According to TechCrunch, Islamic State supporters hijacked dormant Twitter accounts to spread terrorist propaganda.

E-commerce and Internet economy

increasing relevance

Seventy-six members of the World Trade Organization (WTO) have expressed their intention to start negotiations of trade-related aspects of e-commerce.

Indonesia is introducing new rules requiring e-commerce companies to share financial data with authorities, while reiterating the need for such companies to pay their fair share of taxes. Austria intends to require major Internet companies to pay a 3% tax of their advertising revenue. The Spanish government is proposing a 3% revenue tax for large Internet companies. Chile is also exploring the possibility of a 19% tax for multinational Internet companies.

The controversies around an EU digital tax continue. While the Commissioner for Economic and Financial Affairs Pierre Moscovici acknowledged that it would be difficult for member states to agree on such a tax, the Commission is proposing that new EU tax rules are approved by a qualified majority in the Council, as opposed to the current unanimity rule.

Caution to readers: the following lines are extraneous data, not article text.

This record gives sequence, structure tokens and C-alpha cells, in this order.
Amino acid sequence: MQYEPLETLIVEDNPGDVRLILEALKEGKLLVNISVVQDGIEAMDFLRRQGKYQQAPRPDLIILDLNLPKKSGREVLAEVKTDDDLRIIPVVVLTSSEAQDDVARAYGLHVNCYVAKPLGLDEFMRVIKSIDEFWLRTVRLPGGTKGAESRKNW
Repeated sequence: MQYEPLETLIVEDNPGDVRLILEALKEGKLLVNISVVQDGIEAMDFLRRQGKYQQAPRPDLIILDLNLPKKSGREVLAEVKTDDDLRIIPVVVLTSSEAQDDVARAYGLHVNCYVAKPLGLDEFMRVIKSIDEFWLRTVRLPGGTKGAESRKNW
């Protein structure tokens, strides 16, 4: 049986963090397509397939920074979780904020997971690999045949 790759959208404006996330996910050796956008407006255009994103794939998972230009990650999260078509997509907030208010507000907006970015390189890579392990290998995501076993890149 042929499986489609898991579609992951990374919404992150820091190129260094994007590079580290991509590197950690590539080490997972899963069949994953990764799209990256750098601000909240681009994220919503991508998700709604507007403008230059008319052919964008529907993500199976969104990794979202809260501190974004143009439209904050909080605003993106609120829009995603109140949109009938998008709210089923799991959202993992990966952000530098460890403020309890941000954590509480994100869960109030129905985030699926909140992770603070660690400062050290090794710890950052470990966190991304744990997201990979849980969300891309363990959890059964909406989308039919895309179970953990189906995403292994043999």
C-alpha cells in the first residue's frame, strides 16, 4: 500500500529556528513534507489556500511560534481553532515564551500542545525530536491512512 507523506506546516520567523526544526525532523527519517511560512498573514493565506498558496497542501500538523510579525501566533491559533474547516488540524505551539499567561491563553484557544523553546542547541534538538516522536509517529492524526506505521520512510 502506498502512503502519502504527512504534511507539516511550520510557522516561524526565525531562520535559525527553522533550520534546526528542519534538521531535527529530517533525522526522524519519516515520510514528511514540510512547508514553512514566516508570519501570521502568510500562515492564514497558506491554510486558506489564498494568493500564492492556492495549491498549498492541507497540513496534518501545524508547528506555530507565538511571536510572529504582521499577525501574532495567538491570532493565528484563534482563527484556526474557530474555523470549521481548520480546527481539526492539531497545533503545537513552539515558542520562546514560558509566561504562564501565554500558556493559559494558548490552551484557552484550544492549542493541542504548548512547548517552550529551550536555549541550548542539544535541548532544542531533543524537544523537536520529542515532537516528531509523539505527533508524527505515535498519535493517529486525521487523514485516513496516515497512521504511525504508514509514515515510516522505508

The Cyberspace Administration of China (CAC) has issued a regulation requiring blockchain service providers to register with the CAC, and banning them from using the technology to produce and disseminate illicit information.

The French Appeals Court ruled that a former Uber driver was an employee, because he could not choose his clients or decide on his rates. An opposing ruling was issued by a court in Brussels, which ruled that Uber drivers cannot be considered employees because they are free to choose their work time. The same ruling also stated that Uber does not provide transportation services.

Indonesia plans to regulate the minimum and maximum tariffs for ride-hailing services, in response to drivers’ demands for more oversight. Uber and Cabify have decided to suspend their services in Barcelona, after regional authorities introduced tighter rules.

Digital rights

increasing relevance

The French National Data Protection Commission fined Google €50 million for failing to comply with provisions of the EU General Data Protection Regulation (GDPR) related to transparency and consent. The Irish Data Protection Commission is investigating Twitter’s compliance with the GDPR. The European Commission adopted an adequacy decision on Japan, recognising that the country has safeguards in place to guarantee that personal data is protected at EU standards.